The closest I came – physically – to Jimi was a brief period a couple of years later, when I worked in a short-lived advertising agency which had taken over a couple of floors of the house opposite Claridge’s in which he lived and died. And today, amongst the pictures of Dylan and Sartre and Ted Williams on the walls of my office, is a wonderful portrait of Hendrix taken by Bill Zygmant a few days before he died. (You can find out more about Bill and his sensational photographs at www.billzygmant.co.uk.)
I remember that balmy 1970 night outside the cinema in Leicester Square. I was with a university comrade called Phil Geddes, who was subsequently blown up by the IRA in 1983 outside Harrods. We discussed not the movie we had just seen but the importance of Hendrix. The discussion, I recall, focused on the political importance of the man and his music, and the role of rock music in the struggle. At the time, I would have placed more importance on the overtly political bands and on those, such as the Airplane, which were revolutionary both lyrically and musically. And maybe I was a little dismissive of the playing of the guitar upside down, the flames, the smashing of amps and speakers ( I’m pretty conservative at heart)..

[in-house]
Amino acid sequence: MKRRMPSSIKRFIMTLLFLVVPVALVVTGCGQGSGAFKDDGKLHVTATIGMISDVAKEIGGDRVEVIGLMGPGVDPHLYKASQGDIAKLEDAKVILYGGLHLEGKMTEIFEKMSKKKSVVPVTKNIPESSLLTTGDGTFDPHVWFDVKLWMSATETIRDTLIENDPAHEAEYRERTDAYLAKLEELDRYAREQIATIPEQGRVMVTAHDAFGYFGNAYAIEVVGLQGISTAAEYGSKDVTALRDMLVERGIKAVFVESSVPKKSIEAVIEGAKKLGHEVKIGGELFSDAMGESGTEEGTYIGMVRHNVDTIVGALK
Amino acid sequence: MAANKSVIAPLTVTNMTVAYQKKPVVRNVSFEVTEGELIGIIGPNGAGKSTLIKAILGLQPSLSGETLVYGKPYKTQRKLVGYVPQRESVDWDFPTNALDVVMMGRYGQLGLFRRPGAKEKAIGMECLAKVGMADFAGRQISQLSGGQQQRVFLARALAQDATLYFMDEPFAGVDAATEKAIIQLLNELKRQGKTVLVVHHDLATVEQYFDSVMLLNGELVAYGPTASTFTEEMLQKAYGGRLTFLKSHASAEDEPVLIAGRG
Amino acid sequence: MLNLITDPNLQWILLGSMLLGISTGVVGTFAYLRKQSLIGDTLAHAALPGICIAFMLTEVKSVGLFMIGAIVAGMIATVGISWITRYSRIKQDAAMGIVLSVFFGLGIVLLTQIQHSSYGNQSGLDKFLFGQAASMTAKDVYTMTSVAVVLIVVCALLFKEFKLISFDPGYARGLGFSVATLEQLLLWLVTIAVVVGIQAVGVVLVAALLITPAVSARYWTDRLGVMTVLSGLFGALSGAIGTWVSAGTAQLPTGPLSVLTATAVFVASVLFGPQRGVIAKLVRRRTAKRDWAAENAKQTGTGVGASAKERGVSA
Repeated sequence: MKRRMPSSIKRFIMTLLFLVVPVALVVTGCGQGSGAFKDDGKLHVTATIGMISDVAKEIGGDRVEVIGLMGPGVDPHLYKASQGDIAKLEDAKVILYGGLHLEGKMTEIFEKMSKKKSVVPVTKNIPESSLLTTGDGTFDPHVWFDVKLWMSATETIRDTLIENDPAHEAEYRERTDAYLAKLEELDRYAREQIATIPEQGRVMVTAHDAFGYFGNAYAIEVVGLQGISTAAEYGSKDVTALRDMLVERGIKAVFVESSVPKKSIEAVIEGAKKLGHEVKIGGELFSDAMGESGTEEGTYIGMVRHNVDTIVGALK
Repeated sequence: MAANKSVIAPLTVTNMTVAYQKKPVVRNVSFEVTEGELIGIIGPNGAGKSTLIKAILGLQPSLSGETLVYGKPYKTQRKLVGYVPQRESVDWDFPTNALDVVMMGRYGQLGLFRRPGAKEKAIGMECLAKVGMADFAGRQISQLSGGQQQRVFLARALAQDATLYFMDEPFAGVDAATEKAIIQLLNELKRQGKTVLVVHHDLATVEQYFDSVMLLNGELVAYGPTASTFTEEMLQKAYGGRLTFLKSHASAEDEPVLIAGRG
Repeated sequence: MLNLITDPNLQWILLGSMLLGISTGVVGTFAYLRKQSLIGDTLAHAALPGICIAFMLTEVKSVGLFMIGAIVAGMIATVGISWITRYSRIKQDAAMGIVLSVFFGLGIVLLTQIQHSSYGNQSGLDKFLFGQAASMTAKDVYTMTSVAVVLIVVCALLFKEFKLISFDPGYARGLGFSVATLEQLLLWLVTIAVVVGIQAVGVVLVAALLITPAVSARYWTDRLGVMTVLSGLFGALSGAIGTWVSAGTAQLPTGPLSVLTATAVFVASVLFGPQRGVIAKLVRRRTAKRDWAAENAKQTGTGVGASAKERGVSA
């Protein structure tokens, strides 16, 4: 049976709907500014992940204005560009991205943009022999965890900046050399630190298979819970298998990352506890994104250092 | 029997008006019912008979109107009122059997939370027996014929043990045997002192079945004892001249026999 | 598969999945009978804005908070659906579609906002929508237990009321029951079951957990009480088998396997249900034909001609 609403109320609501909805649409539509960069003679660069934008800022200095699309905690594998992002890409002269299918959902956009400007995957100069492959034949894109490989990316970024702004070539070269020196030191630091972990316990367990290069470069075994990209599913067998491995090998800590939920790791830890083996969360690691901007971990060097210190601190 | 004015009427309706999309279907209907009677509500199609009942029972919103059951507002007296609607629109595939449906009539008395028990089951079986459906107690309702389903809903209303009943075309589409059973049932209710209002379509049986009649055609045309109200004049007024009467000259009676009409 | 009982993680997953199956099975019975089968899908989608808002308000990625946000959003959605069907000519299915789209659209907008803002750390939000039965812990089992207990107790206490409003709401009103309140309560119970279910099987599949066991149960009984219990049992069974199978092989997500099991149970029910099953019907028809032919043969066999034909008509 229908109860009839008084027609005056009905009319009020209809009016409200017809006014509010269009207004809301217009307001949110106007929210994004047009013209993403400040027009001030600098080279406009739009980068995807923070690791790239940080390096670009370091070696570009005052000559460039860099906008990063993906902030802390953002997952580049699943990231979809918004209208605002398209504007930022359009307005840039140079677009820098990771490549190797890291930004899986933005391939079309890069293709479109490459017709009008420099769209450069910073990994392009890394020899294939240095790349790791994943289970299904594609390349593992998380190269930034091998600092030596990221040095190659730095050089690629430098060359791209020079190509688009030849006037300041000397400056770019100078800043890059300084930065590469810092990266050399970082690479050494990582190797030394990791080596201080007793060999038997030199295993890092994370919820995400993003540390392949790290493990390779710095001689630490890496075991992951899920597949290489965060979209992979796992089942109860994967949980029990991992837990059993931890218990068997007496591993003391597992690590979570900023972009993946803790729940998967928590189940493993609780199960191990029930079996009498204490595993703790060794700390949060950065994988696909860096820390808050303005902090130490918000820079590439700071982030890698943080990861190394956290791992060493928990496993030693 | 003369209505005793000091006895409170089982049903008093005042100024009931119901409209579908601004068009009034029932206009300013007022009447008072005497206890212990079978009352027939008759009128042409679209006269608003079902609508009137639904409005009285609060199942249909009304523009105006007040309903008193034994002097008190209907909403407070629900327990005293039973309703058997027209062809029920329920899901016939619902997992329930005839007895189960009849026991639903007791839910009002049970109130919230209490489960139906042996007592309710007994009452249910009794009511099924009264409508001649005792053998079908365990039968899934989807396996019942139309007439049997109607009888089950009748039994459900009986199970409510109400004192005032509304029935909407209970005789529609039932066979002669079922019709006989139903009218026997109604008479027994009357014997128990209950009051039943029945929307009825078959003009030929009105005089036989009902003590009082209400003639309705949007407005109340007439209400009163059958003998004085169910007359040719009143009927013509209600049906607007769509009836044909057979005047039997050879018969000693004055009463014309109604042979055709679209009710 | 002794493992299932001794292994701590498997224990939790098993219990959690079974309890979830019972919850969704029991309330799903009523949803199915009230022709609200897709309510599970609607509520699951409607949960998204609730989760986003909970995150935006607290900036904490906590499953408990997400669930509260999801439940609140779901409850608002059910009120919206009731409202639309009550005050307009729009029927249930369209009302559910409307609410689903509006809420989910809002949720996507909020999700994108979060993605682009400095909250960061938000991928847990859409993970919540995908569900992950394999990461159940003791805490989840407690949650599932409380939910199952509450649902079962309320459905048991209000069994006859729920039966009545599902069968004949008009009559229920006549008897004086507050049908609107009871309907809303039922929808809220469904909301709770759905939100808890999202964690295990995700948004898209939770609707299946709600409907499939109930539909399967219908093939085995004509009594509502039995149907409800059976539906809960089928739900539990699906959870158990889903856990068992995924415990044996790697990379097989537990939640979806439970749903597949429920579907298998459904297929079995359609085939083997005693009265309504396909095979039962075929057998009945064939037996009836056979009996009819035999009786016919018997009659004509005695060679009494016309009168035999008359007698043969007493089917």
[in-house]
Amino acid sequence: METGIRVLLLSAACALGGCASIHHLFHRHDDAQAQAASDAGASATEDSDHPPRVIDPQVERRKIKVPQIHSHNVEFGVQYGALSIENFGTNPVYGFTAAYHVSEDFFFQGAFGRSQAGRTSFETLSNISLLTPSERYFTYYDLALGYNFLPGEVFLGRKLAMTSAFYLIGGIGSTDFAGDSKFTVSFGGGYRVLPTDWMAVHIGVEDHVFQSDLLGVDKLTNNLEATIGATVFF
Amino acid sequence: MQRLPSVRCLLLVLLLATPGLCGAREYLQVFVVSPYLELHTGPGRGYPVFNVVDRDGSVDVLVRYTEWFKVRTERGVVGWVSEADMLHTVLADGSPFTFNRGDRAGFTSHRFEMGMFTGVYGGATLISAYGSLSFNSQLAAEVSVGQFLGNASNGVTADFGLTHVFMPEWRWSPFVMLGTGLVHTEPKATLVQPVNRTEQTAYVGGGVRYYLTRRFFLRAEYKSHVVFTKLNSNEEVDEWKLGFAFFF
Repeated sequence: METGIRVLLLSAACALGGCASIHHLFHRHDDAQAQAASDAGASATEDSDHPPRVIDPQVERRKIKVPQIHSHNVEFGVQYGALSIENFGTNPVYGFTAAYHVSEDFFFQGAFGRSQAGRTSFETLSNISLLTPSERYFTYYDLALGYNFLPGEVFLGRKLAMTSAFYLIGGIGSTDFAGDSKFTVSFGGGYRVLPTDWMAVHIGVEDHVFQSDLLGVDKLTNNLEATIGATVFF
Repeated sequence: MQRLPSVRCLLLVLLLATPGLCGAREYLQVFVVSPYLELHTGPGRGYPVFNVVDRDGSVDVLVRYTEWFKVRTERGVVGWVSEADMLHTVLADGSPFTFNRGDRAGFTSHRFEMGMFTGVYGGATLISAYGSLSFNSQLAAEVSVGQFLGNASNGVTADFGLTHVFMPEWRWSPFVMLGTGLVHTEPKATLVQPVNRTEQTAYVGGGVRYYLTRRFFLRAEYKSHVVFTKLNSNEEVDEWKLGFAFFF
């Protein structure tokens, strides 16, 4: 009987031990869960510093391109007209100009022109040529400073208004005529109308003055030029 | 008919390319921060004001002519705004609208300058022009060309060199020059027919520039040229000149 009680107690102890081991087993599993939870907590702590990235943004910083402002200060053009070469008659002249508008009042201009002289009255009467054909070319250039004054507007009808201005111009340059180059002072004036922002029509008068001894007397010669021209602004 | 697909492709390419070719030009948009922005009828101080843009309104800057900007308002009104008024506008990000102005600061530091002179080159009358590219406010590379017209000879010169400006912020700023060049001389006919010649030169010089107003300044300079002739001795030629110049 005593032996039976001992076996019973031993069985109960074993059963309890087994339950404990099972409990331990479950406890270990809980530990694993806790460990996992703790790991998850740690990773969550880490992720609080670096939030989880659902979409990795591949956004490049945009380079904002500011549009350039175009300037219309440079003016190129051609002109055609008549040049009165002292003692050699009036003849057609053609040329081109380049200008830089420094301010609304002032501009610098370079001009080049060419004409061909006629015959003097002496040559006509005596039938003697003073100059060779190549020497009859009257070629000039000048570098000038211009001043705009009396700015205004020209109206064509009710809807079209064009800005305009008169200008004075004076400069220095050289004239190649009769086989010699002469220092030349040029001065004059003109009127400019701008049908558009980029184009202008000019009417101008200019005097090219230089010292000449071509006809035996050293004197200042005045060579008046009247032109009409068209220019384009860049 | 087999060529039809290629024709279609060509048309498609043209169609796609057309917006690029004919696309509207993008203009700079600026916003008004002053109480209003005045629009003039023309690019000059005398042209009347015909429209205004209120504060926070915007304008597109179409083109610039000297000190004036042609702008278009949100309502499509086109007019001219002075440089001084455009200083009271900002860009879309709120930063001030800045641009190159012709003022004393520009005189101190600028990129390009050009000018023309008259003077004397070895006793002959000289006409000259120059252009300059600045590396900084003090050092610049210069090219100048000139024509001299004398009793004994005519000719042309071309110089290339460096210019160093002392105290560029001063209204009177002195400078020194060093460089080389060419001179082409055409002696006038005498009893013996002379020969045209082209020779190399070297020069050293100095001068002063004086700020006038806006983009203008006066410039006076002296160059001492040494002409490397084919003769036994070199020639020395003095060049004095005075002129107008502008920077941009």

I would have been wrong.
But I suspect that is why I did not see Hendrix live. Instead of seeing him, I was probably attending a gig by Edgar Broughton, or analysing each line of A Hard Rain’s Gonna Fall, or organising a demonstration against Enoch Powell or writing an article about the Greek junta.
All worthy activities, but none of them as fulfilling, in retrospect, as seeing Hendrix in person.
Today’s listening: Winterland, 12 October 1968. An extraordinary 15 minute Red House is the highlight of one of the great improvisatory gigs of the time.